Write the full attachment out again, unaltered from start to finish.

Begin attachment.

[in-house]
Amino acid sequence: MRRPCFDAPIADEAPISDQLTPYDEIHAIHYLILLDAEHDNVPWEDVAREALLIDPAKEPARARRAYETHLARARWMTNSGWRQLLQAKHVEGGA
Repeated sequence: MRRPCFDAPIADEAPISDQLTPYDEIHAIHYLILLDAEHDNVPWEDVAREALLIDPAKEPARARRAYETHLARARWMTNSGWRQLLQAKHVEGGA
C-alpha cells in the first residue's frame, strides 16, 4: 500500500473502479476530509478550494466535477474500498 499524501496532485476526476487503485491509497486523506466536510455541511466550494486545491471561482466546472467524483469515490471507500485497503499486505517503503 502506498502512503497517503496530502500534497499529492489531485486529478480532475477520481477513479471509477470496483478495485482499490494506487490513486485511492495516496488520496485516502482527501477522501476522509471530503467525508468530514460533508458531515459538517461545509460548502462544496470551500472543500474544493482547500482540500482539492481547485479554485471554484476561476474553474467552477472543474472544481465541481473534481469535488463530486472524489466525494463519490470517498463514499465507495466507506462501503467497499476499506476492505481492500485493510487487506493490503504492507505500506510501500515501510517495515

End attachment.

[in-house]
Amino acid sequence: MRRPCFDAPIADEAPISDQLTPYDEIHAIHYLILLDAEHDNVPWEDVAREALLIDPAKEPARARRAYETHLARARWMTNSGWRQLLQAKHVEGGA
Repeated sequence: MRRPCFDAPIADEAPISDQLTPYDEIHAIHYLILLDAEHDNVPWEDVAREALLIDPAKEPARARRAYETHLARARWMTNSGWRQLLQAKHVEGGA
C-alpha cells in the first residue's frame, strides 16, 4: 500500500473502479476530509478550494466535477474500498 499524501496532485476526476487503485491509497486523506466536510455541511466550494486545491471561482466546472467524483469515490471507500485497503499486505517503503 502506498502512503497517503496530502500534497499529492489531485486529478480532475477520481477513479471509477470496483478495485482499490494506487490513486485511492495516496488520496485516502482527501477522501476522509471530503467525508468530514460533508458531515459538517461545509460548502462544496470551500472543500474544493482547500482540500482539492481547485479554485471554484476561476474553474467552477472543474472544481465541481473534481469535488463530486472524489466525494463519490470517498463514499465507495466507506462501503467497499476499506476492505481492500485493510487487506493490503504492507505500506510501500515501510517495515